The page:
But Kaufmann has been extremely careful so far. On his second disc for Decca entitled "Sehnsucht" (Yearning), he takes on the roles of Parsifal and Siegmund, in addition to Lohengrin.

He sang the role of Parsifal in Zurich in 2006, Walther von Stolzing in "The Mastersingers of Nuremberg" in Edinburgh the same year and he is set to sing Siegmund at the New York Met in 2011.

But Kaufmann says he is not ready to jump into the heaviest Wagner roles just yet.

"Of course, the great dramatic Wagnerian roles appeal to me greatly. But they lie much further away in my future," he writes in the booklet to "Sehnsucht".

"You will have to wait quite a long while for the Siegfrieds... even longer for Tristan and Tannhaeuser!"

Arts and Entertainment
By Seuss! ‘What Pet Shall I Get?’ hits the bookshops this week
Arts and Entertainment
The mushroom cloud over Hiroshima after Enola Gray and her crew dropped the bomb
TV review
Arts and Entertainment
Elliott outside his stationery store that houses a Post Office
TV review
Arts and Entertainment
Rebecca Ferguson, Tom Cruise in Mission Impossible Rogue Nation

Film review Tom Cruise, 50, is still like a puppy in this relentless action soap opera

Arts and Entertainment
Rachel McAdams in True Detective season 2

TV review
Have you tried new the Independent Digital Edition apps?
Arts and Entertainment

ebooksNow available in paperback
Arts and Entertainment

Latest stories from i100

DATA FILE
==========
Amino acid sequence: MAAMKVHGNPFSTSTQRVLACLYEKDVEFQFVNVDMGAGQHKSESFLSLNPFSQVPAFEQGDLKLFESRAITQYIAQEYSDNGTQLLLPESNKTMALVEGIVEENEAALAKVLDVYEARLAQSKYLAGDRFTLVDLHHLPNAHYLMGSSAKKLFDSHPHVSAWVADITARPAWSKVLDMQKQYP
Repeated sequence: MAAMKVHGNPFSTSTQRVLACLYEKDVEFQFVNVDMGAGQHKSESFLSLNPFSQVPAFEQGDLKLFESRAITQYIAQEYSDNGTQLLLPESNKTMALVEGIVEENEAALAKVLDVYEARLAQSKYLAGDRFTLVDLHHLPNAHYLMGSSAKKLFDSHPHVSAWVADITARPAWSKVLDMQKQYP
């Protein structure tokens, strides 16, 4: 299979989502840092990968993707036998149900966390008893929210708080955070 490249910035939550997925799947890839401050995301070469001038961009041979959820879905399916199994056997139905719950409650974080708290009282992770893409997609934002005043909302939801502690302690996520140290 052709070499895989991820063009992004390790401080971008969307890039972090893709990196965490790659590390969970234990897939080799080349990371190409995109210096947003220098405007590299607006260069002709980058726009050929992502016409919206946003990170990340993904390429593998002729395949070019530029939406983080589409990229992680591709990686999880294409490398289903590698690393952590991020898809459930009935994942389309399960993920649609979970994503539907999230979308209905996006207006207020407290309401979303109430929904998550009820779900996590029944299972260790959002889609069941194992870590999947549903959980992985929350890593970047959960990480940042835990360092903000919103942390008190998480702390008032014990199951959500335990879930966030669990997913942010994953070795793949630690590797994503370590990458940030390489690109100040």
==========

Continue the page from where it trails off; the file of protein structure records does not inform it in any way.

Have you tried new the Independent Digital Edition apps?

ES Rentals

    Independent Dating

    By clicking 'Search' you
    are agreeing to our
    Terms of Use.

    Mullah Omar, creator of the Taliban, is dead... for the fourth time

    Mullah Omar, creator of the Taliban, is dead... again

    I was once told that intelligence services declare their enemies dead to provoke them into popping up their heads and revealing their location, says Robert Fisk
    Margaret Attwood on climate change: 'Time is running out for our fragile, Goldilocks planet'

    Margaret Attwood on climate change

    The author looks back on what she wrote about oil in 2009, and reflects on how the conversation has changed in a mere six years
    New Dr Seuss manuscript discovered: What Pet Should I Get? goes on sale this week

    New Dr Seuss manuscript discovered

    What Pet Should I Get? goes on sale this week
    Oculus Rift and the lonely cartoon hedgehog who could become the first ever virtual reality movie star

    The cartoon hedgehog leading the way into a whole new reality

    Virtual reality is the 'next chapter' of entertainment. Tim Walker gives it a try
    Ants have unique ability to switch between individual and collective action, says study

    Secrets of ants' teamwork revealed